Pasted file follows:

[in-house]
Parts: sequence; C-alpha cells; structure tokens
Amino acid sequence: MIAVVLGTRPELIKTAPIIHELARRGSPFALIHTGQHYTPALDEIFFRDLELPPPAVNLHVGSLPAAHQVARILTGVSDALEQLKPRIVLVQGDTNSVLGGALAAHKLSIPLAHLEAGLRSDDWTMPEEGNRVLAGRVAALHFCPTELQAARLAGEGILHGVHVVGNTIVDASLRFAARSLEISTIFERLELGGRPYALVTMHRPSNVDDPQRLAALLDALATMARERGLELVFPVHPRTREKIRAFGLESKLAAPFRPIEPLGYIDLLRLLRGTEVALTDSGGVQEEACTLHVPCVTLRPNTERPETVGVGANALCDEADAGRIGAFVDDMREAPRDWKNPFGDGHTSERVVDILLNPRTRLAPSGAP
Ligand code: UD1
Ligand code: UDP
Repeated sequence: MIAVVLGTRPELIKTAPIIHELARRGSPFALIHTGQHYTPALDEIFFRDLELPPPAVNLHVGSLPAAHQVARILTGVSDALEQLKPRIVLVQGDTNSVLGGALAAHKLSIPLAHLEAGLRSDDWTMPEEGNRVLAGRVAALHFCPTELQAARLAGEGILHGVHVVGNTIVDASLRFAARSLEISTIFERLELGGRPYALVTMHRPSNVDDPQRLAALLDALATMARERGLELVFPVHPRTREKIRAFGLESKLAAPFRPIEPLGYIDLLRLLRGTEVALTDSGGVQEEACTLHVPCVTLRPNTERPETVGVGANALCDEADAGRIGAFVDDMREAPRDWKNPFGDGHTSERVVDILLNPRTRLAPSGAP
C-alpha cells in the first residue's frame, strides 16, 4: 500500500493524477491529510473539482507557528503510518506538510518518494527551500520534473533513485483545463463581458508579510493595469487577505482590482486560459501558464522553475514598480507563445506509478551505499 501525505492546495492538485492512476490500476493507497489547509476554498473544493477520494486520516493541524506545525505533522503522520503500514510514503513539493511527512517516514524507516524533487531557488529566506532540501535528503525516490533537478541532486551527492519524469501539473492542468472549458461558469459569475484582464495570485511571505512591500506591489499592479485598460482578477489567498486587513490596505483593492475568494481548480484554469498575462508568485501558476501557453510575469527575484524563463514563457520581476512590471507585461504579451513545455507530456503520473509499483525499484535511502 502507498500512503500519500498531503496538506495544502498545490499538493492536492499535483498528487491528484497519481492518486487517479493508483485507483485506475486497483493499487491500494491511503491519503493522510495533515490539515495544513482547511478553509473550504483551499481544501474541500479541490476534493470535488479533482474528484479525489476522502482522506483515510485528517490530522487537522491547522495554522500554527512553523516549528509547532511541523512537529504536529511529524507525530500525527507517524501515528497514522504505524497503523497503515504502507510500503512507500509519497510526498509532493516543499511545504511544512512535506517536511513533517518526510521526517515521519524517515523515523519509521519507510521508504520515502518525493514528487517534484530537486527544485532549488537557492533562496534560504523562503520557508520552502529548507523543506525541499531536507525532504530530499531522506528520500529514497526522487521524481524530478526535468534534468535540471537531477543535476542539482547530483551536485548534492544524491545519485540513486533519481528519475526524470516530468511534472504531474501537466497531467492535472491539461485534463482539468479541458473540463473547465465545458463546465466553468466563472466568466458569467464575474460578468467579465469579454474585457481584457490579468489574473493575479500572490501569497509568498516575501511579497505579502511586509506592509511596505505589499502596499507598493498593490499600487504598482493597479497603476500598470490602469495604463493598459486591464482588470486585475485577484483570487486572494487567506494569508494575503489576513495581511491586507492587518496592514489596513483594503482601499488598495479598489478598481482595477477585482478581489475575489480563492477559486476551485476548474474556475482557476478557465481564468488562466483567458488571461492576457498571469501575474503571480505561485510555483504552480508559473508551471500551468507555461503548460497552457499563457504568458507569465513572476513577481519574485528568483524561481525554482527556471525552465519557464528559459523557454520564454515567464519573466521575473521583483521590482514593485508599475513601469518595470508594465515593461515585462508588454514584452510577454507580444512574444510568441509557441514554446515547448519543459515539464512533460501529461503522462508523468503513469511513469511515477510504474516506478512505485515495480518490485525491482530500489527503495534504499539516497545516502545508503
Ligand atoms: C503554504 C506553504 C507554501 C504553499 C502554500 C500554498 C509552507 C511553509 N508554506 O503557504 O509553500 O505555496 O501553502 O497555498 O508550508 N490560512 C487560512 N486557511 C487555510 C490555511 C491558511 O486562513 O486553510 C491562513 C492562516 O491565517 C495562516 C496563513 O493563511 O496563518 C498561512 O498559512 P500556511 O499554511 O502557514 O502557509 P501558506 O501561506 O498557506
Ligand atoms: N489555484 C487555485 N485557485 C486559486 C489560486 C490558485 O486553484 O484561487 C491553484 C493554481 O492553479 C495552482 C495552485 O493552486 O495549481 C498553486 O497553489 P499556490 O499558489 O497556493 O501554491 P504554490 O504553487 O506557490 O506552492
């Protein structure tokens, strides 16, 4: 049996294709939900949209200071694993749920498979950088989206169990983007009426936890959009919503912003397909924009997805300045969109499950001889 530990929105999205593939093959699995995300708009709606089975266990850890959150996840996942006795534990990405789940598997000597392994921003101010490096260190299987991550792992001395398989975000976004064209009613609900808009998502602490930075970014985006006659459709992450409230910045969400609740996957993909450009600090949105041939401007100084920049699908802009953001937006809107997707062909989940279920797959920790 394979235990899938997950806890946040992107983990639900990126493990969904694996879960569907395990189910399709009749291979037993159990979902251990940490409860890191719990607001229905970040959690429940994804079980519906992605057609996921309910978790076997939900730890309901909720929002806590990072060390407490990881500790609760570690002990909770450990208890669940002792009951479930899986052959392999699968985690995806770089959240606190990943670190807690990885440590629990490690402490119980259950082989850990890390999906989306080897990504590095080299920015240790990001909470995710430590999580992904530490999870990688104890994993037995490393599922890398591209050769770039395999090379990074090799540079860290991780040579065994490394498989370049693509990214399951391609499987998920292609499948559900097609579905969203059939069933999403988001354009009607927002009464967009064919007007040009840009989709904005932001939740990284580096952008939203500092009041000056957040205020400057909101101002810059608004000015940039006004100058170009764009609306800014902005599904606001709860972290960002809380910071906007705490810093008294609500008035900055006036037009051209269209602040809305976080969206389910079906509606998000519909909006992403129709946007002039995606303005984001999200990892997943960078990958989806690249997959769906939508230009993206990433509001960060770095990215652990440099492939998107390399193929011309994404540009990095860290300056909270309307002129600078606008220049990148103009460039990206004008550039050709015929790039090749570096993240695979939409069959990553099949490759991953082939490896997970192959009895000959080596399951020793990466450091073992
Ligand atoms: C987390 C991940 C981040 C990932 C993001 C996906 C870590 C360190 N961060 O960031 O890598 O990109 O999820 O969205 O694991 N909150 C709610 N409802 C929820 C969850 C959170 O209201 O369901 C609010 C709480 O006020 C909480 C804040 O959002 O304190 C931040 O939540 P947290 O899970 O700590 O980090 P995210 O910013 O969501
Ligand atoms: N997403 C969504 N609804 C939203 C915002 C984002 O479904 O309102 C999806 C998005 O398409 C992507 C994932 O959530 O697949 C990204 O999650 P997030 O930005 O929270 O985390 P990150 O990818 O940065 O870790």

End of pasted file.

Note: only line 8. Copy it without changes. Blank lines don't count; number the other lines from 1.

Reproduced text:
Ligand atoms: C503554504 C506553504 C507554501 C504553499 C502554500 C500554498 C509552507 C511553509 N508554506 O503557504 O509553500 O505555496 O501553502 O497555498 O508550508 N490560512 C487560512 N486557511 C487555510 C490555511 C491558511 O486562513 O486553510 C491562513 C492562516 O491565517 C495562516 C496563513 O493563511 O496563518 C498561512 O498559512 P500556511 O499554511 O502557514 O502557509 P501558506 O501561506 O498557506